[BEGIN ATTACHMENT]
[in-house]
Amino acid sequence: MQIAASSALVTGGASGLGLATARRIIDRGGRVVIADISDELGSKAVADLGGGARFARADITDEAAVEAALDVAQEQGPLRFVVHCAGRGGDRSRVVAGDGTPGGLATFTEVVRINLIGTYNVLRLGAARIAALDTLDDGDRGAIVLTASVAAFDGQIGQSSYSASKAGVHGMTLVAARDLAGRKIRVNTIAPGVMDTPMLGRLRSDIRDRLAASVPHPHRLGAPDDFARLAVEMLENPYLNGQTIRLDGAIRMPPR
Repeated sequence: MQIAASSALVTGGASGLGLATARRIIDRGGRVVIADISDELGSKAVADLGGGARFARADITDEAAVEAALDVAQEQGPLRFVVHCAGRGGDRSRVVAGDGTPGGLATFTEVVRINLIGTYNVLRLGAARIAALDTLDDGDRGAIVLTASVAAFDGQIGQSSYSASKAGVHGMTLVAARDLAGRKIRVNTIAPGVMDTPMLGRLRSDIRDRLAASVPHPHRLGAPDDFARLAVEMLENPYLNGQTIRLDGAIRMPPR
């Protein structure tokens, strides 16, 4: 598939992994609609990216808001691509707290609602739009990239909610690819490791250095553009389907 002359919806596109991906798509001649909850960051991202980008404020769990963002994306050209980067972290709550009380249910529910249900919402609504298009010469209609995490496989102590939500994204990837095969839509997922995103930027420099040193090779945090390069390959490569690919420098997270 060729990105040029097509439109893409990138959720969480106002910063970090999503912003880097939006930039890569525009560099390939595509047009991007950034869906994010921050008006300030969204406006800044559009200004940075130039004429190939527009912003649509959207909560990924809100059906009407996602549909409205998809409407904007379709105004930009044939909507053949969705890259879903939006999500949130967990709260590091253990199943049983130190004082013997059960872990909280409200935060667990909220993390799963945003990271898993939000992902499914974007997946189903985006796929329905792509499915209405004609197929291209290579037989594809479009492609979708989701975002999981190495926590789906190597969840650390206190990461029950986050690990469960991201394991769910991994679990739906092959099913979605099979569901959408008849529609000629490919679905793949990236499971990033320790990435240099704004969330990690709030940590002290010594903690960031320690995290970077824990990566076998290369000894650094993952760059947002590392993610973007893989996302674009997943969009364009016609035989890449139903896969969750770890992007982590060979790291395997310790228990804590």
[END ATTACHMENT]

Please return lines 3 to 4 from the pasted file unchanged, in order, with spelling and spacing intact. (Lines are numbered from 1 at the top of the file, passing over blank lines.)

Repeated sequence: MQIAASSALVTGGASGLGLATARRIIDRGGRVVIADISDELGSKAVADLGGGARFARADITDEAAVEAALDVAQEQGPLRFVVHCAGRGGDRSRVVAGDGTPGGLATFTEVVRINLIGTYNVLRLGAARIAALDTLDDGDRGAIVLTASVAAFDGQIGQSSYSASKAGVHGMTLVAARDLAGRKIRVNTIAPGVMDTPMLGRLRSDIRDRLAASVPHPHRLGAPDDFARLAVEMLENPYLNGQTIRLDGAIRMPPR
């Protein structure tokens, strides 16, 4: 598939992994609609990216808001691509707290609602739009990239909610690819490791250095553009389907 002359919806596109991906798509001649909850960051991202980008404020769990963002994306050209980067972290709550009380249910529910249900919402609504298009010469209609995490496989102590939500994204990837095969839509997922995103930027420099040193090779945090390069390959490569690919420098997270 060729990105040029097509439109893409990138959720969480106002910063970090999503912003880097939006930039890569525009560099390939595509047009991007950034869906994010921050008006300030969204406006800044559009200004940075130039004429190939527009912003649509959207909560990924809100059906009407996602549909409205998809409407904007379709105004930009044939909507053949969705890259879903939006999500949130967990709260590091253990199943049983130190004082013997059960872990909280409200935060667990909220993390799963945003990271898993939000992902499914974007997946189903985006796929329905792509499915209405004609197929291209290579037989594809479009492609979708989701975002999981190495926590789906190597969840650390206190990461029950986050690990469960991201394991769910991994679990739906092959099913979605099979569901959408008849529609000629490919679905793949990236499971990033320790990435240099704004969330990690709030940590002290010594903690960031320690995290970077824990990566076998290369000894650094993952760059947002590392993610973007893989996302674009997943969009364009016609035989890449139903896969969750770890992007982590060979790291395997310790228990804590």